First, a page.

Sunday, September 5, 2010

This year's hot pepper sauce

Is a blend of Thai dragon and serrano peppers. 

Why?  Because those are the main hot peppers, along with cayenne, which DH planted.  And, when it came time to make a batch of hot pepper sauce, those were the two that were ready to harvest.  The cayenne peppers aren't ripening as fast for some reason.

I make hot pepper sauce that's vinegar-based so it can set on the pantry shelf after opening.  Because I make enough to last a year, I process pints or quarts for 10 minutes in a boiling water bath canner.  Then when it's ready to use or we need to open another batch, I can decant into a recycled glass bottle more appropriate for dispensing dashes of hot sauce.

Like pickles, this hot pepper sauce benefits from some time just sitting in the jar before using.  The flavors will meld and the vinegar will lose some of its overpowering strength.  Which improves the overall flavor and lets the peppers shine.  I do add a bit of salt and, if I remember, I add a few cloves of garlic -- we were so busy processing tomatoes for juice and ketchup, canning another 18 quarts of chicken broth from chicken backs and necks stockpiled in the freezer, and putting up the pimiento peppers from my brother-in-law's garden that I didn't think of pulling garlic to add this time till I was pureeing the sauce.  Thus this batch is garlic-free.

This recipe doesn't require precise measurements but I've learned that it's a good idea to weigh the peppers and measure the amount of vinegar I use so I can come close to duplicating a batch if it turns out to be a very good year.  Even with precise amounts, tho, the batches may not be the same year-to-year as the peppers themselves can vary depending on growing conditions.  Some years just yield better flavor than others.  Lucky for us, drier years seem to be particularly good.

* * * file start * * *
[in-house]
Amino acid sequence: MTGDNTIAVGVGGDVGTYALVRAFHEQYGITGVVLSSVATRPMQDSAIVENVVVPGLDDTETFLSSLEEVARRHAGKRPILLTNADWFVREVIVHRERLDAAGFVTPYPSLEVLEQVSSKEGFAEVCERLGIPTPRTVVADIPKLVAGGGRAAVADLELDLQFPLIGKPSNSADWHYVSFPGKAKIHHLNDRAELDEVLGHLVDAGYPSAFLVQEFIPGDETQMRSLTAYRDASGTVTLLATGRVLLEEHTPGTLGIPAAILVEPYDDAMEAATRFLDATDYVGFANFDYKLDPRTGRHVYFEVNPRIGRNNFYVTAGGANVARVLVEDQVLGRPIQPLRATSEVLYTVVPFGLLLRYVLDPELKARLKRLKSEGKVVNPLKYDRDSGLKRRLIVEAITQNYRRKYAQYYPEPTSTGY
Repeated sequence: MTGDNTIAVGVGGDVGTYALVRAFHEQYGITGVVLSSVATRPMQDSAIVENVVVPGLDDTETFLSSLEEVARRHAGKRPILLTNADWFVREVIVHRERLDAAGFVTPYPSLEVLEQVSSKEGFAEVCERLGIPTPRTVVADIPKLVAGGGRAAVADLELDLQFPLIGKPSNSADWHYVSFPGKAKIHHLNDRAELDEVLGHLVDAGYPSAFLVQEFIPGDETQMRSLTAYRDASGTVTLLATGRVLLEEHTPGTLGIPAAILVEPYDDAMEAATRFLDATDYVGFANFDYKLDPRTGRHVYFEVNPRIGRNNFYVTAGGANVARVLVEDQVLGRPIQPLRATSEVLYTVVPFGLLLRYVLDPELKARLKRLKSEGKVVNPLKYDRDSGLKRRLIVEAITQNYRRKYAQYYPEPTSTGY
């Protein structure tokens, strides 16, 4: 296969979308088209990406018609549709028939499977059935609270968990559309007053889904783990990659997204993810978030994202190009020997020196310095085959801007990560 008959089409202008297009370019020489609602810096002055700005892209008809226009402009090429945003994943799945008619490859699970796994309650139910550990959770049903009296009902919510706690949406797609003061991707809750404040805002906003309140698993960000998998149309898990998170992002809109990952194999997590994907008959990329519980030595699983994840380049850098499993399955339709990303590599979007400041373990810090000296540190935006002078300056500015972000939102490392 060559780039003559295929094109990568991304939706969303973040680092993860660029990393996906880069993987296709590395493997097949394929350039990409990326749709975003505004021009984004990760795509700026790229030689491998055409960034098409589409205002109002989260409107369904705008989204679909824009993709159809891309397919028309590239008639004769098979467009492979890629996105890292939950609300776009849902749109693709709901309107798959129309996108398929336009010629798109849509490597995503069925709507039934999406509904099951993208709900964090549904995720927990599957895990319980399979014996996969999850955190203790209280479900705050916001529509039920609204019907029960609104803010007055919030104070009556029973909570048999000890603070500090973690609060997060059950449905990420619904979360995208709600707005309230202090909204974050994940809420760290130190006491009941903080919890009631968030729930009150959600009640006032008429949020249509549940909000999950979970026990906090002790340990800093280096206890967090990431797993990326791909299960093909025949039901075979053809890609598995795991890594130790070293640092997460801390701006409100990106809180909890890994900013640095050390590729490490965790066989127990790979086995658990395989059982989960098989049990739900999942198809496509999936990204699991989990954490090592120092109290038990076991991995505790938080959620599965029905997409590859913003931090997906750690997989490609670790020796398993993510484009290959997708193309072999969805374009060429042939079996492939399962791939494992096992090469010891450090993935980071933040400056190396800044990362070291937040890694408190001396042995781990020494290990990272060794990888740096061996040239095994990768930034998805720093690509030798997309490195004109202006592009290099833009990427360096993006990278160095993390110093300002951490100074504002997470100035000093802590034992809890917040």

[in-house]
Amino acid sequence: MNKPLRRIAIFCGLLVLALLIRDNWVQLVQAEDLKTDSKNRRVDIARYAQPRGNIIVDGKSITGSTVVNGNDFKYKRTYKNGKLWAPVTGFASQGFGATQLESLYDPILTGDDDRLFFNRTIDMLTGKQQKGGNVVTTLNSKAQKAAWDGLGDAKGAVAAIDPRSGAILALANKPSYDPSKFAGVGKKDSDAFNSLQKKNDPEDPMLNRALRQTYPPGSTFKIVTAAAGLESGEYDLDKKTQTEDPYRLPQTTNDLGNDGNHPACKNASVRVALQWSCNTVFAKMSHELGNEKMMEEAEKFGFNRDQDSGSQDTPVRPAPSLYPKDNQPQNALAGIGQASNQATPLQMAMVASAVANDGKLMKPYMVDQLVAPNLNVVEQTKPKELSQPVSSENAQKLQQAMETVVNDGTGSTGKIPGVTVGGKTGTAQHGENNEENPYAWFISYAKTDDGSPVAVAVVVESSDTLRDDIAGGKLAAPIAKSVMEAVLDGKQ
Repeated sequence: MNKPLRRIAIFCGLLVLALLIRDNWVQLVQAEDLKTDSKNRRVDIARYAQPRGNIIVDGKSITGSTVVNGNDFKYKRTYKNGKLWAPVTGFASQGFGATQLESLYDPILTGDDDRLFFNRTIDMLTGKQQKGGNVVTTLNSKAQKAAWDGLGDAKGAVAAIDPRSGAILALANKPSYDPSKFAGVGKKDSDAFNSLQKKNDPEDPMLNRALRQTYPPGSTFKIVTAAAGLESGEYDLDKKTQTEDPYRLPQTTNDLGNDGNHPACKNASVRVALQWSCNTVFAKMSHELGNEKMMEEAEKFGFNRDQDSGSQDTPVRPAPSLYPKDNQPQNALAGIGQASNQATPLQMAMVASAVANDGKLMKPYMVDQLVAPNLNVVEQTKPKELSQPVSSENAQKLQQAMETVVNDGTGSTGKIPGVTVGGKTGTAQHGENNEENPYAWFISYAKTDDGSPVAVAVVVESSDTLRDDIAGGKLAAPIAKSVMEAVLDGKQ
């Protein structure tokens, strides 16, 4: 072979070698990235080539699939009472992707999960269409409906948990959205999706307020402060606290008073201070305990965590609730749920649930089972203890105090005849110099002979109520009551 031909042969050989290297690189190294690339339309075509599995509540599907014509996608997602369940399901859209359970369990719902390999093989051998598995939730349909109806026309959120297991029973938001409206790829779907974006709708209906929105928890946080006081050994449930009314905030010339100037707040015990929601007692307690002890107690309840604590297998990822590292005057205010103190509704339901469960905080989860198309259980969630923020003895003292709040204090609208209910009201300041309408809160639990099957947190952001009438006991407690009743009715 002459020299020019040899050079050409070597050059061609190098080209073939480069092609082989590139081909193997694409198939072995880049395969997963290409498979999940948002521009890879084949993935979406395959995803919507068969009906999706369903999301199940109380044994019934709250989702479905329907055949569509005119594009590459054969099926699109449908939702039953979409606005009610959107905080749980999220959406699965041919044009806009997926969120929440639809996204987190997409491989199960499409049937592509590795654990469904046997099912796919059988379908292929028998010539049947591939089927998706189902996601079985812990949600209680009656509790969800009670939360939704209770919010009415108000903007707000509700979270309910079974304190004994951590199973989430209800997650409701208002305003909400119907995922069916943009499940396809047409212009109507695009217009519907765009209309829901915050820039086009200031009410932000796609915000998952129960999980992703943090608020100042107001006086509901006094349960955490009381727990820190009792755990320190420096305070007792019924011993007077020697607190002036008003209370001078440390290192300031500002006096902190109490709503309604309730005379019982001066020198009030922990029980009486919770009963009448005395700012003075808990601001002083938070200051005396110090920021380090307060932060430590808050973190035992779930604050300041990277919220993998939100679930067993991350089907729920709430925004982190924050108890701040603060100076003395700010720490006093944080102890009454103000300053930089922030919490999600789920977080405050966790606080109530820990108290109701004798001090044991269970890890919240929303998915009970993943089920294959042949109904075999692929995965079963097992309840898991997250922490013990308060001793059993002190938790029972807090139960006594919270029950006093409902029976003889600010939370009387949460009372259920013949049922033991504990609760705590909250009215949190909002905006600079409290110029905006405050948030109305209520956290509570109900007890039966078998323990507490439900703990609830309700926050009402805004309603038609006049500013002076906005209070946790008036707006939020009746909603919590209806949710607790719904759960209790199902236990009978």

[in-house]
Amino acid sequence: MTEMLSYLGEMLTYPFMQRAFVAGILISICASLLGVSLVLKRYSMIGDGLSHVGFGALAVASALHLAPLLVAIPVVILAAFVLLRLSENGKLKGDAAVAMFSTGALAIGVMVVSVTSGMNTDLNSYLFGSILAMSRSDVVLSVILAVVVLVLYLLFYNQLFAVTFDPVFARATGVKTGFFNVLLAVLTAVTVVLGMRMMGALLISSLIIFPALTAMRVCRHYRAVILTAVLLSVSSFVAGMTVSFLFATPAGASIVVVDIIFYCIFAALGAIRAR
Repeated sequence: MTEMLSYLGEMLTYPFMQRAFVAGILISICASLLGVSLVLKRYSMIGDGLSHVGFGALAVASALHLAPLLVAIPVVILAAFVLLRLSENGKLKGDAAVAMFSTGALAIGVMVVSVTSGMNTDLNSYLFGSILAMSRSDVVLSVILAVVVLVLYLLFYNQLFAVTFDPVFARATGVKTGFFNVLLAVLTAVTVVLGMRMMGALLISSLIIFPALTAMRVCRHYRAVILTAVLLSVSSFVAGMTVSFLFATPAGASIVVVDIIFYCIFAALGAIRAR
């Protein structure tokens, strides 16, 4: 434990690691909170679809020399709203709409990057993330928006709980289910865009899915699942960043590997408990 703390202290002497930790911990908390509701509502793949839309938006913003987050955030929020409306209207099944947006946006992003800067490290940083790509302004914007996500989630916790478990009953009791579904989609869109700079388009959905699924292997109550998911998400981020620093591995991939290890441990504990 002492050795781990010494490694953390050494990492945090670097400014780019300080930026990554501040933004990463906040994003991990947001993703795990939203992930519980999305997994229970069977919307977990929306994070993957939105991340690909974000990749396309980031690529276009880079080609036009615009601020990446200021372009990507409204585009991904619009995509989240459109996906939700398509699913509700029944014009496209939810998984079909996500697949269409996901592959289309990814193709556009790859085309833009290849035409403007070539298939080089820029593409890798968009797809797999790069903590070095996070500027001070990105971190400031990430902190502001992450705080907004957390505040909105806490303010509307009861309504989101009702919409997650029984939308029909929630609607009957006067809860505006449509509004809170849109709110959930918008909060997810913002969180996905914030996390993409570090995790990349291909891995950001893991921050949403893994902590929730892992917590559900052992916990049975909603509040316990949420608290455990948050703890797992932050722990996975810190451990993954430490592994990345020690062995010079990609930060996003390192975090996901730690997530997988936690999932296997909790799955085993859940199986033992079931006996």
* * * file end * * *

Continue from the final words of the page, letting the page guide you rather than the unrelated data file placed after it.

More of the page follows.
For this year's Thai Dragon-Serrano Pepper Sauce, I used 12 ounces Thai dragon peppers and 26 ounces serrano peppers.  Weighed before cutting off the short stems and little caps.  I put the peppers in a large dutch oven and added 8 cups distilled white vinegar and 1 tablespoon salt to the pan.  I loosely covered the pan and simmered the peppers in the vinegar-salt mixture for about 30 minutes, until they were softened for pureeing.

The peppers and liquid went into the blender in two batches as it was too much to process in one.  I put a lid over the opening in the blender lid to try to hold back the splashing.  Plus, I put the blender outside on the back deck instead of doing this in the kitchen.  The wafting pepper steam will burn eyes and sinuses so fresh moving air is a good idea.  Don't do the blending in a small enclosed space!

Even tho using the blender, it's a good idea to strain the mixture through a wire mesh.  I processed it in our well-loved and tough-working vitamix and still had over a cup of seeds and pepper bits left to strain out.  (The remaining pulp can make a good pest deterrent in the garden but ours went into the compost this time.)

I was left with 2 quarts and almost 1 pint of hot pepper sauce.  It was too thick to sprinkle easily from a bottle so I thinned it slightly by adding almost 2 more cups of white vinegar.  The hot pepper sauce went into canning jars which I processed for 10 minutes in a BWB.  Yield of 6 pints.

If you've never canned before check out the latest Ball Blue Book of Preserving or the USDA-funded website, National Center for Home Food Preserving, for detailed directions.

1 comment:

A Brush with Color said...

I admire how you try all sorts of things, Carolyn. You'll have all kinds of goodies to fix foods with this winter!